Scott's Weblog The weblog of an IT pro specializing in cloud computing, virtualization, and networking, all with an open source view

A Brief Look at VMware's Three Cloud Approaches

I’m at VMworld 2017 this week (obviously, based on my tweets and blog posts), and in the general sessions Monday and yesterday VMware made a big deal about how VMware is approaching cloud computing and cloud services. However, as I’ve been talking to other attendees, it’s become clear to me that many people don’t understand the three-pronged approach VMware is taking.

I should start out by saying that this post hasn’t been officially reviewed by VMware (none of my stuff is) and may not align with the “approved” marketing approach, so keep that in mind. This is just me speaking.

As I see it, the three cloud approaches are as follows:

  1. Private cloud
  2. VMware Cloud on AWS
  3. VMware Cloud Services for native cloud workloads

The first option (private cloud) is, I think, pretty much self-explanatory. VMware is offering VMware Cloud Foundation to help streamline some of the infrastructure management in this space, and then the VMware SDDC stack (vSphere, vSAN, and NSX) are layered on top. Couple that with a cloud management platform/automation platform such as OpenStack (VIO would be a good option) or vRealize Automation, and you have a private cloud. (I’m glossing over a few details, but you get the idea.)

The second option (VMware Cloud on AWS, formerly referred to as VMC but not supposed to be called that because it was apparently confusing people) is, I think, also pretty self-explanatory. The technologies behind VMware Cloud Foundation also play in this space (the official name is “VMware Cloud on AWS Powered by VMware Cloud Foundation”), and again it is the VMware SDDC stack (vSphere, vSAN, and NSX) running on top of the bare metal capacity. The key difference is, of course, that it’s available on-demand, and the bare metal capacity sits in Amazon’s data centers instead of your own. (I’m simplifying a bit, of course.)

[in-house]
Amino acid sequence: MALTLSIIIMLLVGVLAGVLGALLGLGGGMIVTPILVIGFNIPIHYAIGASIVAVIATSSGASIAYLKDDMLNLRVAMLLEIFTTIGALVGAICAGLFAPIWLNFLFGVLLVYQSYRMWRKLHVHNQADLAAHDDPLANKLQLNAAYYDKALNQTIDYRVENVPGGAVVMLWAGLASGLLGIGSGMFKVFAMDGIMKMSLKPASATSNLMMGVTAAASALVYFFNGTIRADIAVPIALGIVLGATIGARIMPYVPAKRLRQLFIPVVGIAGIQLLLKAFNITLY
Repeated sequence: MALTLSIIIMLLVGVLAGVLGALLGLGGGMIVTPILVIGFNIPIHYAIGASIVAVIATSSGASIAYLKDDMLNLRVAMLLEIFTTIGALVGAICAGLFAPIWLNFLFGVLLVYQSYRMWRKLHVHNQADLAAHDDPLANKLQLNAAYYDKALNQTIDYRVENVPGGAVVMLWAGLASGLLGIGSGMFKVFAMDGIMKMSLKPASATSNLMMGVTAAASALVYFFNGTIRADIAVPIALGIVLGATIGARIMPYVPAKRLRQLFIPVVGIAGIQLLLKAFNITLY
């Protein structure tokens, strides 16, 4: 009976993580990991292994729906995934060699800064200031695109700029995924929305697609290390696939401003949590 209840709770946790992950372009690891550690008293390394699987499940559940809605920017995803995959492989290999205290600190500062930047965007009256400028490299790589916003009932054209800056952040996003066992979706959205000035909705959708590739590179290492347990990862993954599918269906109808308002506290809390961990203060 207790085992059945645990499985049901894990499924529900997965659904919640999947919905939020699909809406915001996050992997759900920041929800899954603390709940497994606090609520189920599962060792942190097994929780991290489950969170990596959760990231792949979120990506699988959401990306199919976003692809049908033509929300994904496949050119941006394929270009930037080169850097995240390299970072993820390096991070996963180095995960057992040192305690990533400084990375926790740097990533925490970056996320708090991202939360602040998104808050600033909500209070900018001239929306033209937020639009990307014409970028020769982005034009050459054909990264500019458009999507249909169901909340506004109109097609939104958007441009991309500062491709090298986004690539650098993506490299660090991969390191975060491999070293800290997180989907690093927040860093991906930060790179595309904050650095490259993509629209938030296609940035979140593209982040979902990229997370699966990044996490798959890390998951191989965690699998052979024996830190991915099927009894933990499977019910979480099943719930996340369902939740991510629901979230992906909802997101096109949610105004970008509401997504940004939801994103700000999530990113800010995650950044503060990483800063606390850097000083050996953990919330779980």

The third option is where I think a lot of folks are getting confused. People ask me what I’ve been focusing on recently and I answer, “I’ve been working on VMware Cloud Services.” They respond, “Oh, VMware Cloud on AWS?” No. VMware Cloud on AWS is distinct, different and distinctly different. Whereas VMware Cloud on AWS brings the VMware SDDC stack to the public cloud, VMware Cloud Services—also used as an umbrella term to describe any “as a service” offering VMware is providing, which is perhaps where some of the confusion arises—is a set of SaaS offerings designed to work with native cloud workloads. NSX Cloud, one of the SaaS offerings in VMware Cloud Services, is designed to bring NSX functionality to native workloads running on AWS (and, later, Azure, as we demonstrated on Monday afternoon—although that was forward-looking and there’s no guarantee of when or how it may be delivered to the market). Cost Insight is designed to give you insight into billing and cost usage for native cloud workloads leveraging services like EC2, EBS, and S3 (among others). Network Insight is designed to allow you to have greater visibility into network traffic between and among native cloud workloads running in an AWS VPC.

When I say that to customers and attendees, I can see the “light bulb” suddenly go on, and they realize how powerful this vision is. It’s not just about providing consistent infrastructure for private clouds and VMware Cloud on AWS, but it’s also about providing consistent operations for VMware-powered clouds (private or VMware Cloud on AWS) and native cloud workloads that are not running on a VMware stack. This gives customers a great range of choices in choosing the approach that works best for their organization, their applications, and their industry, and gives them a path forward as those things evolve, change, and grow.

Anyway, I hope this is somewhat helpful.

Metadata and Navigation

Be social and share this post!